There are some books out now which attempt to show how Christianity provided
the foundation for Capitalism. The reasoning is complicated and obscure and, in my view, completely wrong. No religion that
faithfully observed a season like Lent would ever have spawned an economic order explicitly valuing greed, avarice, gluttony,
and wanton consumption. Lent, of course, is about things that are utterly inimical to economic growth: self-denial, fasting,
abstinence, penitence, and confession. Indeed, the more integrated into the global market a society becomes, the less likely
it is that it will take values like those of Lent seriously. For most Christians in America, Lent has no impact on daily life
When I was growing up, Protestants barely did Lent. At most it was a liturgical
season when we brought out the purple paraments and communion table runners. But Lent most certainly did not alter our diets.
Indeed, I remember the envious looks of my Catholic friends at school as I ate my liverwurst sandwich, while they scowled
over their cold fish-sticks. Lent and fasting were supposedly Catholic superstitions that we Presbyterians were well rid of.
Later, I learned that the Reformers were actually very enthusiastic about
the spiritual benefits of fasting. Even the ones who recommended ditching Lent, did so not because they opposed fasting but
because they questioned the Pope’s authority to mandate it. The Puritans in particular instituted a regular fast coinciding
with Lent in the springtime in conjunction with the planting of crops. The fact that fasting fell out of favor among Protestants
had more to do with their being swamped by the emerging economic order than with any kind of spiritual maturity.
And the recovery of Lent among Protestants today is in part a recognition
of our own disestablishment as the "civil religion" of the Western world. Freed from the task of providing religious cover
for the policies of secular institutions, the church may now recover its own true identity. We can now do things for spiritual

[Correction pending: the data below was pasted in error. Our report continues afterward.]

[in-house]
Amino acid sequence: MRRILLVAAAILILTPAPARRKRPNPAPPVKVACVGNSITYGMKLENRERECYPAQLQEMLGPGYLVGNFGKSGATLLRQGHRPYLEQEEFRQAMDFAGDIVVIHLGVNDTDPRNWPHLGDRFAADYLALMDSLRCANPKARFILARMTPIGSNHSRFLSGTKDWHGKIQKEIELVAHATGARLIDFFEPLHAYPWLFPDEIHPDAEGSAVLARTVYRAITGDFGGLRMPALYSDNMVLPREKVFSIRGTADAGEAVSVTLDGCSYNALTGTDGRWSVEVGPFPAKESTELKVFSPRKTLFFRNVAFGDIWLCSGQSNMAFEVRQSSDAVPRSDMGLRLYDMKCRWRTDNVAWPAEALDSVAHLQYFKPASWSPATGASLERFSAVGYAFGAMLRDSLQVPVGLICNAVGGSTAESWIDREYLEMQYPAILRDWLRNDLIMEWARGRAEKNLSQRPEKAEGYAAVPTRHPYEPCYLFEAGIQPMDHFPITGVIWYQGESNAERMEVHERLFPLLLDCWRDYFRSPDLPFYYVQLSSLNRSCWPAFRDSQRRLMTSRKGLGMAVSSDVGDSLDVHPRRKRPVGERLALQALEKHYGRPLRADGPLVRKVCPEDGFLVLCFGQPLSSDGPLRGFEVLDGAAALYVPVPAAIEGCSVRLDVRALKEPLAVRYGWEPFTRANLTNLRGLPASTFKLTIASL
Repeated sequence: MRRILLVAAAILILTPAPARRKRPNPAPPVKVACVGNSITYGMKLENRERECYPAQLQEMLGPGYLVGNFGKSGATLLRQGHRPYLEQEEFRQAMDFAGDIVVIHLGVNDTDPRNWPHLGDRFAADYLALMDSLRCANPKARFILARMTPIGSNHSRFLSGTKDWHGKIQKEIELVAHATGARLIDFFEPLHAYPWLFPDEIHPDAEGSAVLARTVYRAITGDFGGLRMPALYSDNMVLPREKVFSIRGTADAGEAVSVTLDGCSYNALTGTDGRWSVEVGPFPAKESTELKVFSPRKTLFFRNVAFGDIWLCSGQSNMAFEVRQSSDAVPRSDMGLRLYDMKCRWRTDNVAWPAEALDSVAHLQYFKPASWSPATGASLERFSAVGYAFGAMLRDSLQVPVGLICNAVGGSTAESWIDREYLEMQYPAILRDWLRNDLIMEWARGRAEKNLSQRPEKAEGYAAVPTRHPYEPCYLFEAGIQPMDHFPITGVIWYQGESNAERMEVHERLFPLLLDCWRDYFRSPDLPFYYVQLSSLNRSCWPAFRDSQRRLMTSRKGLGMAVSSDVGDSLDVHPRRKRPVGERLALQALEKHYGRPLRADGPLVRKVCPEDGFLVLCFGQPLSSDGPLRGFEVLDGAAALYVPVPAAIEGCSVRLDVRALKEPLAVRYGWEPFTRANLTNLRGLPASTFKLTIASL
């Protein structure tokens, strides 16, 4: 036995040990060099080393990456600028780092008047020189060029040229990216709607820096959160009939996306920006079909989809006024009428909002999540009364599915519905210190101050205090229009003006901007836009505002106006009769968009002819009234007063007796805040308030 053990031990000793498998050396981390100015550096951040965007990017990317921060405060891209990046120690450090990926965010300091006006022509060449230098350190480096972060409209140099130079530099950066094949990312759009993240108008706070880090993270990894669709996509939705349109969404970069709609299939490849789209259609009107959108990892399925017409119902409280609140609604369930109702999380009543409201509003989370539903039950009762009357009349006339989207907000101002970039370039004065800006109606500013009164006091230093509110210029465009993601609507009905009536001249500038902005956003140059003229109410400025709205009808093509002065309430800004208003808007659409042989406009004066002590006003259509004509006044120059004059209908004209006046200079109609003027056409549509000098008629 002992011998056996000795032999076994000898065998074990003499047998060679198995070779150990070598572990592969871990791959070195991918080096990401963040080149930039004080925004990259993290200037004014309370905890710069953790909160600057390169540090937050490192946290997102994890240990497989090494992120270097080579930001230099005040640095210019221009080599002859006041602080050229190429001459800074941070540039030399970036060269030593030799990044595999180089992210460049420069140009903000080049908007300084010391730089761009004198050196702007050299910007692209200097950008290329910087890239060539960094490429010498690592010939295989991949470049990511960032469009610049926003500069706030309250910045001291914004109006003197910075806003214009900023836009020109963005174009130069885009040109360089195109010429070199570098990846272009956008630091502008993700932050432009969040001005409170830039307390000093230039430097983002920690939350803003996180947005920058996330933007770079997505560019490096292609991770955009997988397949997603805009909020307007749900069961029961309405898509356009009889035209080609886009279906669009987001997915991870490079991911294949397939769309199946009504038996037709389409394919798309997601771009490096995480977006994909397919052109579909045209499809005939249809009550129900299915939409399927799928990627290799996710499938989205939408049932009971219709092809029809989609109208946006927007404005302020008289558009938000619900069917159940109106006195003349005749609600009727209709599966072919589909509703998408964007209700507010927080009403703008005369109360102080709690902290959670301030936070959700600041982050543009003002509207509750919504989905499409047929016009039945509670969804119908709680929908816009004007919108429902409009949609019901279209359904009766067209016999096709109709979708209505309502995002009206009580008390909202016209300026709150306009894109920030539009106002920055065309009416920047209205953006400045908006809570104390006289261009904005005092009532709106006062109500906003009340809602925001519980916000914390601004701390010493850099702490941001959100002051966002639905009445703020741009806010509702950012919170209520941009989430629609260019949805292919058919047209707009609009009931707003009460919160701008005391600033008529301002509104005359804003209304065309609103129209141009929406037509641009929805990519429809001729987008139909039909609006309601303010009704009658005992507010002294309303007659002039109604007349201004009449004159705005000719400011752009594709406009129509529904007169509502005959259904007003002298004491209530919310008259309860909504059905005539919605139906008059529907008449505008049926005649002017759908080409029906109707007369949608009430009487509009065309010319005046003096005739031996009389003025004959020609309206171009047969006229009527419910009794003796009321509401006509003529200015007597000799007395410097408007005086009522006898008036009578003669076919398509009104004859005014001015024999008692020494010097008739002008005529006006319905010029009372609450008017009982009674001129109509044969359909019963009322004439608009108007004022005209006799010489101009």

reasons in obedience to the Lord; we don’t have to be motivated by primarily political concerns.
Of course, this does not mean that spiritual practices do not have political
overtones. If the church does follow its Lord and "seek first God’s Kingdom," that will be interpreted correctly as
a rejection of pervasive philosophies that demand that we seek first something else. For the early Church, the confession
that "Jesus is Lord" was viewed as subversive by the empire. If this is becoming increasingly the case in our own time it
will be because more and more Christians are starting to do wildly counter-cultural things, like observing a Lenten fast.
A springtime fast was originally a time of conservation of resources and
limiting consumption. In agricultural societies this was a matter of necessity and survival: seed had to be saved for planting;
animals had to reproduce rather than be eaten. These kinds of necessities are not as obvious in our global market economy
where our lamb chops come from New Zealand and our blueberries from Chile. However, given the growing global ecological crisis,
values like those that Christians have traditionally practiced in Lent have renewed relevance.
Lent is intended to be a time to prepare the soul for the joyful celebration
of the Resurrection. But this is not something done in mere theory or just talk. It was never limited to reading good books
or even deepening spiritual life in prayer, as important as that is. Neither is it taking on some new discipline or mission
work. Of course, our observance of Lent can and should include these things and more. But they are not the central point.
At its heart, Lent is a fast. It is a time for non-consumption. It is something
you do with your body. Lent is a season when, with particular intentionality and consciousness for God’s justice and
righteousness, we voluntarily choose to consume less of the world’s resources. As such, it goes against everything advertisers
and sellers would have us do. It goes against the needs and demands of a consumer economy. That is why observing Lent could
be seen as a subversive activity. It proclaims our loyalty and allegiance to another Lord, the Creator God of Jesus Christ.
Finally, Lent is not about a morose and sour self-flagellation. It is not
self-punishment or penance for our sins. It is not an expression of self-hatred. Rather, in Lent we choose life... not just
our own life, but the life of the whole planet. We choose to take less for ourselves, that there might be more available for
the life of others. We choose to value the future. We choose to follow the example of the Lord Jesus, who walked lightly upon
the Earth and lived in humility and simplicity, showing us the life of God in love.